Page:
Eric Phillips, a big part of Cleveland High’s wrestling resurrection, has resigned after three years as head coach.
His decision is part of a chain reaction that began more than a week ago when Steve Henry resigned after close to 30 years as Soddy-Daisy’s wrestling coach. With Phillips’ decision to step aside, the Blue Raiders moved immediately to hire current staff member and former Soddy-Daisy wrestler Jake Yost, who had been rumored to be more than a passing candidate of interest to replace Henry.
Yost, a two-time Southern Conference champion for the University of Tennessee at Chattanooga, was a three-time state champion at Soddy-Daisy.
“When the whole Soddy-Daisy story broke, my athletic director [Mike Collier] asked me if I thought Soddy-Daisy would go after Jake, and I told him I thought they would,” Phillips said. “I also told him that I only planned to stay on for a couple more years.”
Phillips arrived in Cleveland six years ago with the idea of helping Heath Eslinger rebuild Cleveland as a state wrestling power. When Eslinger left to become head coach at the University of Tennessee at Chattanooga, Phillips reluctantly agreed to take over the Blue Raiders.
“I never intended to be the head coach. When Heath went to UTC, I had the opportunity to go, but so did [then Cleveland assistant] Mike Hatcher,” Phillips said. “I had known and coached a lot of these kids through their middle school years and had formed a lot of relationships. I took over as a stop-gap until they found the right guys. Still, though, I had always planned to step aside in a couple of years.
“I had two of the best young coaches in the state on my staff in Jake and Josh Boskin. I had intended to stay until Josh graduated from college and then resign and let the two of them apply for the head coach’s job. But when talking with Josh he made it clear if Jake stayed he’d be happy to be Jake’s assistant and the club coach.”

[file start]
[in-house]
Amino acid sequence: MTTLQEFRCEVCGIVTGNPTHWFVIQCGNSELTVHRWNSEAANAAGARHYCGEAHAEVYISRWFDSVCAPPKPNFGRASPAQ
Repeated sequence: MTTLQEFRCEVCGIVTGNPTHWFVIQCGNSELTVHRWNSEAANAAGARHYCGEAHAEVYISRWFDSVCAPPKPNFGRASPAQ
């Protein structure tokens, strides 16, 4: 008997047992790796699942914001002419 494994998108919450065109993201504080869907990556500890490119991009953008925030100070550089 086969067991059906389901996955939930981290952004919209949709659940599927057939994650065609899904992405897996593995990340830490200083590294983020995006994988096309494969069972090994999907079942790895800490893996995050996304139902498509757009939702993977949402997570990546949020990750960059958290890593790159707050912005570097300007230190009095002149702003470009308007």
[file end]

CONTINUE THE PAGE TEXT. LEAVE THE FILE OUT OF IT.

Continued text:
The way Phillips saw it, Cleveland in two years could have been without him and Yost, leaving Boskin to try to hold together a program that is once again a state power.
“I was just trying to keep Jake. It’s hard to ask a guy to not take a job like Soddy-Daisy because of their tradition and their great parental support,” Phillips said. “Asking him to stay and maybe be the head coach was not fair. I want to let the young guys have it.
“I sat down with our principal, the superintendent and my AD and told them I need to let these young guys have it. They asked if I was certain and I told them yes.”
Phillips, who directed Cleveland to a traditional state title two years ago, stressed that he wasn’t trying to keep Yost from Soddy-Daisy so much as ensure the future of Cleveland’s program.
“It wasn’t competition with Soddy-Daisy. I am so at peace with this decision because I feel like it’s in good hands with these guys,” he said.
Yost did interview at Soddy-Daisy but made up his mind to take the Cleveland job before an official offer from the Trojans was tendered. He now is looking forward to taking over a strong program that he has helped polish the past two seasons.
“It’s something that got brought about with the moves in the last week or so,” Yost said. “It is going to be a good situation for me. I’m getting to coach with a good friend [Boskin] and a couple of guys that I really respect in Eric and Coach [Al] Miller.
“It’s a small school system. Not that it’s better than Hamilton County, but it’s different. You get to build personal relationships at all levels, which would be hard to do in Hamilton County because of its size.”
Yost is eager to get started as director of his own program.
“I’m lucky that I’m getting to take over one of the best programs in Tennessee,” he said. “Some have said it’s a lot of pressure, but I don’t look at it like that. I look at it as an opportunity to be involved with great coaches and great people. Pressure to do well? All we have to do is continue to do things the way we have been doing them.
“There will be some things that are different, and everybody knows that. The one thing that’s going to stay the same as it has been over the years is taking care of the kids and doing what’s right by them and putting good citizens out in the Cleveland community.”
Contact Ward Gossett at firstname.lastname@example.org or 423-886-4765.
Ward Gossett is an assistant sports editor and writer for the Times Free Press. Ward has a long history in Chattanooga journalism. He actually wrote a bylined story for the Chattanooga News-Free Press as a third-grader. He Began working part-time there in 1968 and was hired full time in 1970. Ward now covers high school athletics, primarily football, wrestling and baseball and University of Tennessee at Chattanooga wrestling. Over a 40-year career, he has covered ...